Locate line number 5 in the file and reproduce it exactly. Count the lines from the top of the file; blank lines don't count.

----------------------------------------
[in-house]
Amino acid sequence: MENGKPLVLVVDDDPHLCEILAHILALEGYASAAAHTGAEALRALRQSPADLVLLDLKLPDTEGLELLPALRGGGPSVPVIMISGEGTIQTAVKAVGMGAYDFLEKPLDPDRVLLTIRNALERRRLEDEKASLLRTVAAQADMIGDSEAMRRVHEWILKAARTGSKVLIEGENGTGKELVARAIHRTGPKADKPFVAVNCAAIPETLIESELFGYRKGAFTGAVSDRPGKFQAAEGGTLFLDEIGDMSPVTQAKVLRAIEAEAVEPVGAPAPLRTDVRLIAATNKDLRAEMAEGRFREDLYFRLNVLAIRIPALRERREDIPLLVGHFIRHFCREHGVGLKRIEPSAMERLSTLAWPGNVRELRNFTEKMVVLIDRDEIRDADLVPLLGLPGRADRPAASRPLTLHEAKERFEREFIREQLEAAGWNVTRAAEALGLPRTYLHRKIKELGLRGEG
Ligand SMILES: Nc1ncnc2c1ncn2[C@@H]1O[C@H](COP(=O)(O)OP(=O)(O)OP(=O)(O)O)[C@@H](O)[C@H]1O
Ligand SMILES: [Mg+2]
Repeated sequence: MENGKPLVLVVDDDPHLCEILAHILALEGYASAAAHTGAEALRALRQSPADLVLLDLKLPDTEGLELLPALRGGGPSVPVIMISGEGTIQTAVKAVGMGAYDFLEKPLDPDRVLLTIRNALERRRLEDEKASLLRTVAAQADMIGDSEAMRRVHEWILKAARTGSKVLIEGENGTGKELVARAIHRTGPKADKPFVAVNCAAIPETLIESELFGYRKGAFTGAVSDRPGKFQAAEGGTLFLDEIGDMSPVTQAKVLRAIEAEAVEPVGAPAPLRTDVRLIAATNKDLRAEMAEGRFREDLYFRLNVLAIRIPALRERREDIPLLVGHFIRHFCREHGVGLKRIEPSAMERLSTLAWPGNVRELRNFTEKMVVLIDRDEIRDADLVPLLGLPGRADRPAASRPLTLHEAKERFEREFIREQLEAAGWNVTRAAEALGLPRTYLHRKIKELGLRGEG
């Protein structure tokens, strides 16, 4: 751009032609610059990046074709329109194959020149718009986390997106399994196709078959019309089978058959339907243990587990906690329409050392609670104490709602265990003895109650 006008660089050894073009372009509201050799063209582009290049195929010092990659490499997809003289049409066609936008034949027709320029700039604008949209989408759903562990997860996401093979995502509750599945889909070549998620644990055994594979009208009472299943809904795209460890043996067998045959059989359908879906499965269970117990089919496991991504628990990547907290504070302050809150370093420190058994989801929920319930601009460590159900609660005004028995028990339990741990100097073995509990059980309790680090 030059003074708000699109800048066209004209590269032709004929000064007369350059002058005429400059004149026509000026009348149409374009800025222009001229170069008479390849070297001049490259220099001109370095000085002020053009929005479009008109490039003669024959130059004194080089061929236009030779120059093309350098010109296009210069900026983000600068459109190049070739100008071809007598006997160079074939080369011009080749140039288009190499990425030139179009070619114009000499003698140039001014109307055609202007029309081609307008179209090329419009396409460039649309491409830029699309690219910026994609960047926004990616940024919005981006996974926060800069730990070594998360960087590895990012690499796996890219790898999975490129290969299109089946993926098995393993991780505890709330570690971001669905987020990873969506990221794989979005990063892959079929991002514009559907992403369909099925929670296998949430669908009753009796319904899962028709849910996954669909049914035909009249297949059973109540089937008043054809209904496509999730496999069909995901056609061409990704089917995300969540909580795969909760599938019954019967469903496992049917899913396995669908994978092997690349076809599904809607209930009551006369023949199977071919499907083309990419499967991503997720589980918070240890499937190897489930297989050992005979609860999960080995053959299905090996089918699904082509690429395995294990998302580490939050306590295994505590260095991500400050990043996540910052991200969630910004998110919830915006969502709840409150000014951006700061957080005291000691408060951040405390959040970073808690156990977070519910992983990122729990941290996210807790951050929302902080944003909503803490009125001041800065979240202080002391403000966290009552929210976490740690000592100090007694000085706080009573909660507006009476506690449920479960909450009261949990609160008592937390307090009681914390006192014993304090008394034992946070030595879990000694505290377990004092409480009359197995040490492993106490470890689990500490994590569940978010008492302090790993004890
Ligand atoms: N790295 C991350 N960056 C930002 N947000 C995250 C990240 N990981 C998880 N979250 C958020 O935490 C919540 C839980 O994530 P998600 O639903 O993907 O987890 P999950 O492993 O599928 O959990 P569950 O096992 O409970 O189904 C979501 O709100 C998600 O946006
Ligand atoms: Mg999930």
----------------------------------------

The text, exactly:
Repeated sequence: MENGKPLVLVVDDDPHLCEILAHILALEGYASAAAHTGAEALRALRQSPADLVLLDLKLPDTEGLELLPALRGGGPSVPVIMISGEGTIQTAVKAVGMGAYDFLEKPLDPDRVLLTIRNALERRRLEDEKASLLRTVAAQADMIGDSEAMRRVHEWILKAARTGSKVLIEGENGTGKELVARAIHRTGPKADKPFVAVNCAAIPETLIESELFGYRKGAFTGAVSDRPGKFQAAEGGTLFLDEIGDMSPVTQAKVLRAIEAEAVEPVGAPAPLRTDVRLIAATNKDLRAEMAEGRFREDLYFRLNVLAIRIPALRERREDIPLLVGHFIRHFCREHGVGLKRIEPSAMERLSTLAWPGNVRELRNFTEKMVVLIDRDEIRDADLVPLLGLPGRADRPAASRPLTLHEAKERFEREFIREQLEAAGWNVTRAAEALGLPRTYLHRKIKELGLRGEG